Even though Artificial Intelligence is one of our most advanced technologies it brings a mythical aspect with it. Probably much like people must have felt when for the first time faced with the findings that our world fully consists of miniature particles or that our brains (and thus we) are functioning through electro-chemical circuits. We first have to believe individual scientists before we can understand it as a society.

However, as long as AI stays in the realm of mythical creatures we won't be able to assess whether a new horological application - be it a website, design, or tool - is truly new and potentially useful or just a toy. We would be like Dorothy following the AI-brick-road to any Wizard that'll promise us what we want. But show us the red shoes! Rather, let's take on this endeavor and try to better understand what Artificial Intelligence is, and what it can be used for.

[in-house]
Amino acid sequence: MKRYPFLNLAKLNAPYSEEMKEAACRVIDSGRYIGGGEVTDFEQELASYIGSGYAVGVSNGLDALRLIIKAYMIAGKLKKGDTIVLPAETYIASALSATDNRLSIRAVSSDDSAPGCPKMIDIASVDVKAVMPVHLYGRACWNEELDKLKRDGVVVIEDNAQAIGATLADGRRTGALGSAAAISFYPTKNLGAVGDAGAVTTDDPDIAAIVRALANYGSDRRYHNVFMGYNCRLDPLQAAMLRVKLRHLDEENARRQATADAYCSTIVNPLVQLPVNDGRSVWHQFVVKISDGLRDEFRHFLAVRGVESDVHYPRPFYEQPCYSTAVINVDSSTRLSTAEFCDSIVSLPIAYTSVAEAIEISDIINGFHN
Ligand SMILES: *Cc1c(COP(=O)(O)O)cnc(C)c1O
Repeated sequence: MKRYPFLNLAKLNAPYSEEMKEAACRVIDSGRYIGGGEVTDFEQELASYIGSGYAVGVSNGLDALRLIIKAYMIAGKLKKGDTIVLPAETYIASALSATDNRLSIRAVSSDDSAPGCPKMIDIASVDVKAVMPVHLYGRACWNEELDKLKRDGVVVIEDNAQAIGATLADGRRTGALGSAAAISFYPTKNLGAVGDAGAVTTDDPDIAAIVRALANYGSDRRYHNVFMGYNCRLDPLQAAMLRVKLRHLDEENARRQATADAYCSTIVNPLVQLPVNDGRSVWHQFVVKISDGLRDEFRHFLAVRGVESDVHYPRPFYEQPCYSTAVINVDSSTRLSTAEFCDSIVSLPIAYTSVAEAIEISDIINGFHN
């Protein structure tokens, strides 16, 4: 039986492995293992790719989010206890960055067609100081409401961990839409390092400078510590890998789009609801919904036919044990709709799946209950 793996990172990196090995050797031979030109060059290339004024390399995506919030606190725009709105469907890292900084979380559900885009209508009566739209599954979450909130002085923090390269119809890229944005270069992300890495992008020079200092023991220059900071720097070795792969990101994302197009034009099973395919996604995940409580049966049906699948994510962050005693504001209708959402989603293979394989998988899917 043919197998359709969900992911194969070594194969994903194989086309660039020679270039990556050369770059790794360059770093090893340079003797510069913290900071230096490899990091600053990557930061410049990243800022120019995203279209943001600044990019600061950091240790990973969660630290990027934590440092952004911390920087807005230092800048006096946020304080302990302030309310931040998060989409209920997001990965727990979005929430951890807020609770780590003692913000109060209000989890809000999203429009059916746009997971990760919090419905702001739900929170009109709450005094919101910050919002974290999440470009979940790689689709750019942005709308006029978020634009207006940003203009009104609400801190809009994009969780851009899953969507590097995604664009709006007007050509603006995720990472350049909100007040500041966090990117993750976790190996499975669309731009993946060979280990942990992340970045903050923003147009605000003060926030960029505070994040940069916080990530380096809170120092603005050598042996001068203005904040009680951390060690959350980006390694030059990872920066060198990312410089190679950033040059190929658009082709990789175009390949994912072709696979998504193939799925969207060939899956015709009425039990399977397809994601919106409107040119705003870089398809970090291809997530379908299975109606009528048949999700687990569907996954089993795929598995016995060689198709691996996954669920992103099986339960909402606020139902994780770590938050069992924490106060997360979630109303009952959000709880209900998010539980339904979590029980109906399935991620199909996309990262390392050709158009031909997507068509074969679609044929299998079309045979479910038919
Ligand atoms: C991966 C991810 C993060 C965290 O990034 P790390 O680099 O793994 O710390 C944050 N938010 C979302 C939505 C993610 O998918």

Machine Learning Captcha from xkcd"Machine Learning Captcha" by Randall Munroe (xkcd).


1) Artificial Intelligence - Meaning

I think a lot of power that strikes us with awe already lies in the name. Intelligence probably is one of the characteristics we as humans most closely relate to ourselves and that we take to distinguish us from the rest of the animal kingdom[1]. It is a word that has a lot of weight. But what we might attribute to the word and what is actually done in AI research and applications might strongly dissociate.